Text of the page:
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SHARK TALE (PG) A too-obvious message movie about keepin' it real and accepting "different" children, this computer-animated undersea comedy has its share of laughs but is no Shrek or Finding Nemo. It lands all the fish puns Nemo threw back, some in the name of product placement. (Kelpy Kreme Doughnuts, anyone?). Amid such fine voice actors as Will Smith, Renée Zellweger and Jack Black, Martin Scorsese, of all people, turns out to be the breakout talent. -- SW
SAW (R) Cary Elwes and Leigh Whannel (who wrote the screenplay) play two men who awaken chained in a basement with a dead body in this psychological drama from first-time director James Wan.
SHALL WE DANCE (PG-13) Only subtlety is lost in the translation of the 1997 Japanese film about a contented married man (Richard Gere) who becomes happy when he takes ballroom dancing lessons from Jennifer Lopez. This remake, directed by Englishman Peter Chelsom, seems so thoroughly American it's surprising how little was actually changed. The lack of communication between Gere and wife Susan Sarandon doesn't ring true, while Audrey Wells' screenplay manages to be both deeper and more frivolous than the original. We'll show the Japanese they can't beat us at either end of the emotional spectrum! -- SW
SIDEWAYS (R) A failed novelist (Paul Giamatti) takes his oldest friend, a has-been actor (Thomas Haden Church) for a pre-wedding trip through California wine country in the latest examination of American mediocrity from About Schmidt director Alexander Payne. The film expounds a surprisingly sincere belief in wine as a metaphor for life, and for a while unfolds as a mellow, impeccably acted idyll (with terrific supporting turns from Virginia Madsen and Sandra Oh). Payne eventually sheds his merciless insights on his self-absorbed male characters, but like a fine wine, his harsh sensibilities have mellowed with age. -- CH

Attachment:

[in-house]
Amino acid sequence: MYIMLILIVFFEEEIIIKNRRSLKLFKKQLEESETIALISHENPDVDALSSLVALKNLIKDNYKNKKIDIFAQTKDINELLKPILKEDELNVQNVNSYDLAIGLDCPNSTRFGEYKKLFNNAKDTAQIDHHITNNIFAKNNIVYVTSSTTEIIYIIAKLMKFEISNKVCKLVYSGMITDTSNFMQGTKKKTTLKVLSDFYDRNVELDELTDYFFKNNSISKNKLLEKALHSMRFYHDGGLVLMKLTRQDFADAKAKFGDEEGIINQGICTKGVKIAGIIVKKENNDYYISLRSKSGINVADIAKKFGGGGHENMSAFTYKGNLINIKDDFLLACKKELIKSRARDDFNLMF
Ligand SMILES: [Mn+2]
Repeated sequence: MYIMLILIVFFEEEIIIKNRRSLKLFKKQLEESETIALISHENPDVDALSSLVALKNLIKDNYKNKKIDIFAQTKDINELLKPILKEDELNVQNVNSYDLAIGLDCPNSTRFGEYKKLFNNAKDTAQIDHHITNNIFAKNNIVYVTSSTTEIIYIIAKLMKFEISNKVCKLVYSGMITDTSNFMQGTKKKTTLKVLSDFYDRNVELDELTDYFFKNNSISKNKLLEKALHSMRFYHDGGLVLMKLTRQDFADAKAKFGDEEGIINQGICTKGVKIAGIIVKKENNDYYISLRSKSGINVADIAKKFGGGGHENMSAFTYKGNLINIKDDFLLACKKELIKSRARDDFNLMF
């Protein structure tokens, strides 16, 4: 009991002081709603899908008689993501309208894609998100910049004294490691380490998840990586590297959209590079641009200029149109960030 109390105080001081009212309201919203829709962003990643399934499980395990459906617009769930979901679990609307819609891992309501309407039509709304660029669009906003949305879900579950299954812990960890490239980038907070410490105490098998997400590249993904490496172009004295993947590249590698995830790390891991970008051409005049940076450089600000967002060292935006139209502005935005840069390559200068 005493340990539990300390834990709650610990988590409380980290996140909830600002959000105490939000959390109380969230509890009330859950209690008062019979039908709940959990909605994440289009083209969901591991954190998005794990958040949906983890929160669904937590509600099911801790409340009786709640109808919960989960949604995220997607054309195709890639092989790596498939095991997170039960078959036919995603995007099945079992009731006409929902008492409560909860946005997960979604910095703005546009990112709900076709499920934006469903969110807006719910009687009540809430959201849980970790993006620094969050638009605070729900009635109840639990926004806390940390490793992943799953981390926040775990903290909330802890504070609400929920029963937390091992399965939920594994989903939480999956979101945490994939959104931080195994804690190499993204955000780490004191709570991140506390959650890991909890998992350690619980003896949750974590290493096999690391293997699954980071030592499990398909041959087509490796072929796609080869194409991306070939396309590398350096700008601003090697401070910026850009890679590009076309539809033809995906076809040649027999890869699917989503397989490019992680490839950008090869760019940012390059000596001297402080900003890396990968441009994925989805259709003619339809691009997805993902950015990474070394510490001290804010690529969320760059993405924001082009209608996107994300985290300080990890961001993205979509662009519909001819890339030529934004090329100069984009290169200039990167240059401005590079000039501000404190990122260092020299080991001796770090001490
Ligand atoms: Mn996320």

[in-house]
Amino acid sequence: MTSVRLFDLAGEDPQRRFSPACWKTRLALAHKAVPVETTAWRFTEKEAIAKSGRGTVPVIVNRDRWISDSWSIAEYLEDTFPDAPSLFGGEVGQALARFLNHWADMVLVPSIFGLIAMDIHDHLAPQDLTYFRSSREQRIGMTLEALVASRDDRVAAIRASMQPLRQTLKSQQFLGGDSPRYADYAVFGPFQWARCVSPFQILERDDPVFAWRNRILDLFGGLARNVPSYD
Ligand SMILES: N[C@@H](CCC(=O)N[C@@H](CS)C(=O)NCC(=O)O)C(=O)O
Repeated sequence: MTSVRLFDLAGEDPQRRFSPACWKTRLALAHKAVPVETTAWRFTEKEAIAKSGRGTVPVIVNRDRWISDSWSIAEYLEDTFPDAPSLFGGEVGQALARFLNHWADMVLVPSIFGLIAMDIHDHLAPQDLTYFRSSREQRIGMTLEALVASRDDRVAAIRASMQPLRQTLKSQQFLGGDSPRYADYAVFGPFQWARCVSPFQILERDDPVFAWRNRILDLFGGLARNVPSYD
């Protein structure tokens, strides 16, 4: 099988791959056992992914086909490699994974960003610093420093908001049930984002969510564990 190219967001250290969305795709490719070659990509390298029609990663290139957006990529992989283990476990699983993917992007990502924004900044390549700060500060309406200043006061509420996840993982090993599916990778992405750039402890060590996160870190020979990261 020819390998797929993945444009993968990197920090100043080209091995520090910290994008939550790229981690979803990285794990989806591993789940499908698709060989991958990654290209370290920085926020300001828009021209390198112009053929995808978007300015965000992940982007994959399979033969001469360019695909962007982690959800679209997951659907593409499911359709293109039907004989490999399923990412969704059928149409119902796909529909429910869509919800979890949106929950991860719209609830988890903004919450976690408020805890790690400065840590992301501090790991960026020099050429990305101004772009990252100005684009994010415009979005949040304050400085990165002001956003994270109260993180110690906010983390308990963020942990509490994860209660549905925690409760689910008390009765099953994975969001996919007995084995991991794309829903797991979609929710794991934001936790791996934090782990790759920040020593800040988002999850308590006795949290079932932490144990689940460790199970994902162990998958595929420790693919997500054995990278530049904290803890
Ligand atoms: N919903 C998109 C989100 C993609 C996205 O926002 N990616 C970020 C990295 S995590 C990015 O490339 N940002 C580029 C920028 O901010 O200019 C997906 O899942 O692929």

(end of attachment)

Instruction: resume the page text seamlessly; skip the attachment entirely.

THE SPONGEBOB SQUAREPANTS MOVIE (PG) See review on page 82.
TARNATION (NR) An absolutely harrowing trip through one man's dark life, Tarnation is both a full-length autobiography and a one-man film revolution composed of Super-8 footage, family photographs and audio snippets created for a miniscule budget on common iMovie software. Director Jonathan Caouette documents the various tragedies, from shock treatment to rape, that befell his mother, and also his own floundering in a comparable miasma of abuse and neglect. Though his film, in gazing so obsessively on his own troubled past, can drift into histrionics, and his own mentally ill, ravaged mother can often seem another piece of evidence in his film catalogue, Caouette's film remains a remarkable achievement, both in execution and spirit, for showing one person's resolute refusal to let life crush him. -- FF
TEAM AMERICA: WORLD POLICE (R) "South Park" creators Trey Parker and Matt Stone jerk the chain of every possible viewer in this overblown action flick and political satire entirely populated by wooden-headed marionettes. A globe-trotting, flag-waving U.S. antiterrorist team provides an outrageous parody of American intervensionism, while outspoken left-wingers like Alec Baldwin receive equally savage treatment. Parker and Stone achieve their funniest jokes with dead-on lampoons of Hollywood shoot-em-ups, but Team America also serves as the ideal joke to defuse the bitterness of the current political climate. -- CH
WHAT THE #$! DO WE KNOW? (NR) This head-scratching hybrid of philosophical documentary and narrative feature proves to be about everything and nothing. As a framing device follows a divorced photographer (Marlee Matlin) on her daily routine, intercut with talking-head interviews with physicists and other heavy thinkers about quantum science, human perception and positive thinking. Grating, silly animation accompanies the persuasive section about how people can get addicted to negative emotions, while much of the film's deep thoughts embody New Age spirituality at its most squishy. -- CH
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